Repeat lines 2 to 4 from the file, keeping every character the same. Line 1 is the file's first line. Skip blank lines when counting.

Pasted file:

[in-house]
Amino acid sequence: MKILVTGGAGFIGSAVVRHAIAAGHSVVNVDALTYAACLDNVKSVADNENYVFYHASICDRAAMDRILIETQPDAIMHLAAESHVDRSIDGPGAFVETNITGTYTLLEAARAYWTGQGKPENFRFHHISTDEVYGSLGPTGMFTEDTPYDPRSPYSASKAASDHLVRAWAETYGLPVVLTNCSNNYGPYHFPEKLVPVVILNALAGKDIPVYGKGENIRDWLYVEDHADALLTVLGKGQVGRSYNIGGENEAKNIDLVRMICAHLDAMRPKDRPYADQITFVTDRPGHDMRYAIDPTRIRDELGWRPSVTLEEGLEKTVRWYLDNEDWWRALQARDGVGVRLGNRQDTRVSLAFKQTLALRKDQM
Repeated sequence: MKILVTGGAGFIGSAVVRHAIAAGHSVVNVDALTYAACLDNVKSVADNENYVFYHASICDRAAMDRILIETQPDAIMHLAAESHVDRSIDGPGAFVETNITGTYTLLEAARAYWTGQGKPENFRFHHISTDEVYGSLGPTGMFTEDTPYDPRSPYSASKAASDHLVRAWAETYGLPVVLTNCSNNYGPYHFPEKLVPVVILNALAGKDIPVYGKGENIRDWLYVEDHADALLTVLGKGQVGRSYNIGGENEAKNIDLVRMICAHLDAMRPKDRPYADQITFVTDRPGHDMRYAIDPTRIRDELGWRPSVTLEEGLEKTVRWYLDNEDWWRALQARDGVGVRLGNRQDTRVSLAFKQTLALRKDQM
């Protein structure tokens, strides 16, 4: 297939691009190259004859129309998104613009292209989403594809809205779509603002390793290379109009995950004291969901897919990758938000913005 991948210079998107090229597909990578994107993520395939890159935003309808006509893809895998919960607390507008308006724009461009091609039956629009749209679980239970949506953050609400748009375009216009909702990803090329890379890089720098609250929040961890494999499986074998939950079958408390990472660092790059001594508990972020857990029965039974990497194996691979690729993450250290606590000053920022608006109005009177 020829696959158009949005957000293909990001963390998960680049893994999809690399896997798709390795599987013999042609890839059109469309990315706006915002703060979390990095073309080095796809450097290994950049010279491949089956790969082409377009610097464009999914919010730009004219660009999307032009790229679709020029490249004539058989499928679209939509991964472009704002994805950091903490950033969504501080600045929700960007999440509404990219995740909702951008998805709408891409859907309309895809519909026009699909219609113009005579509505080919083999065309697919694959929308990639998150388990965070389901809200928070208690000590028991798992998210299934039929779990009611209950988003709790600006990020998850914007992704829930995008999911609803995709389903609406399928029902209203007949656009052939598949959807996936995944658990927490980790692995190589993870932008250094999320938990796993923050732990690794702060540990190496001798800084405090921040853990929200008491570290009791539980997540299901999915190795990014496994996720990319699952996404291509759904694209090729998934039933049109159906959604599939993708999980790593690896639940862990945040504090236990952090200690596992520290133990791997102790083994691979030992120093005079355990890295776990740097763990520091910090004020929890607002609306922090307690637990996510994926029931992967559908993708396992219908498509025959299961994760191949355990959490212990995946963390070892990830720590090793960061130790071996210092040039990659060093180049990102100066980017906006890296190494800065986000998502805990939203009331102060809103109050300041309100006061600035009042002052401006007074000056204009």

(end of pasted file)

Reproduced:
Amino acid sequence: MKILVTGGAGFIGSAVVRHAIAAGHSVVNVDALTYAACLDNVKSVADNENYVFYHASICDRAAMDRILIETQPDAIMHLAAESHVDRSIDGPGAFVETNITGTYTLLEAARAYWTGQGKPENFRFHHISTDEVYGSLGPTGMFTEDTPYDPRSPYSASKAASDHLVRAWAETYGLPVVLTNCSNNYGPYHFPEKLVPVVILNALAGKDIPVYGKGENIRDWLYVEDHADALLTVLGKGQVGRSYNIGGENEAKNIDLVRMICAHLDAMRPKDRPYADQITFVTDRPGHDMRYAIDPTRIRDELGWRPSVTLEEGLEKTVRWYLDNEDWWRALQARDGVGVRLGNRQDTRVSLAFKQTLALRKDQM
Repeated sequence: MKILVTGGAGFIGSAVVRHAIAAGHSVVNVDALTYAACLDNVKSVADNENYVFYHASICDRAAMDRILIETQPDAIMHLAAESHVDRSIDGPGAFVETNITGTYTLLEAARAYWTGQGKPENFRFHHISTDEVYGSLGPTGMFTEDTPYDPRSPYSASKAASDHLVRAWAETYGLPVVLTNCSNNYGPYHFPEKLVPVVILNALAGKDIPVYGKGENIRDWLYVEDHADALLTVLGKGQVGRSYNIGGENEAKNIDLVRMICAHLDAMRPKDRPYADQITFVTDRPGHDMRYAIDPTRIRDELGWRPSVTLEEGLEKTVRWYLDNEDWWRALQARDGVGVRLGNRQDTRVSLAFKQTLALRKDQM
């Protein structure tokens, strides 16, 4: 297939691009190259004859129309998104613009292209989403594809809205779509603002390793290379109009995950004291969901897919990758938000913005 991948210079998107090229597909990578994107993520395939890159935003309808006509893809895998919960607390507008308006724009461009091609039956629009749209679980239970949506953050609400748009375009216009909702990803090329890379890089720098609250929040961890494999499986074998939950079958408390990472660092790059001594508990972020857990029965039974990497194996691979690729993450250290606590000053920022608006109005009177 020829696959158009949005957000293909990001963390998960680049893994999809690399896997798709390795599987013999042609890839059109469309990315706006915002703060979390990095073309080095796809450097290994950049010279491949089956790969082409377009610097464009999914919010730009004219660009999307032009790229679709020029490249004539058989499928679209939509991964472009704002994805950091903490950033969504501080600045929700960007999440509404990219995740909702951008998805709408891409859907309309895809519909026009699909219609113009005579509505080919083999065309697919694959929308990639998150388990965070389901809200928070208690000590028991798992998210299934039929779990009611209950988003709790600006990020998850914007992704829930995008999911609803995709389903609406399928029902209203007949656009052939598949959807996936995944658990927490980790692995190589993870932008250094999320938990796993923050732990690794702060540990190496001798800084405090921040853990929200008491570290009791539980997540299901999915190795990014496994996720990319699952996404291509759904694209090729998934039933049109159906959604599939993708999980790593690896639940862990945040504090236990952090200690596992520290133990791997102790083994691979030992120093005079355990890295776990740097763990520091910090004020929890607002609306922090307690637990996510994926029931992967559908993708396992219908498509025959299961994760191949355990959490212990995946963390070892990830720590090793960061130790071996210092040039990659060093180049990102100066980017906006890296190494800065986000998502805990939203009331102060809103109050300041309100006061600035009042002052401006007074000056204009």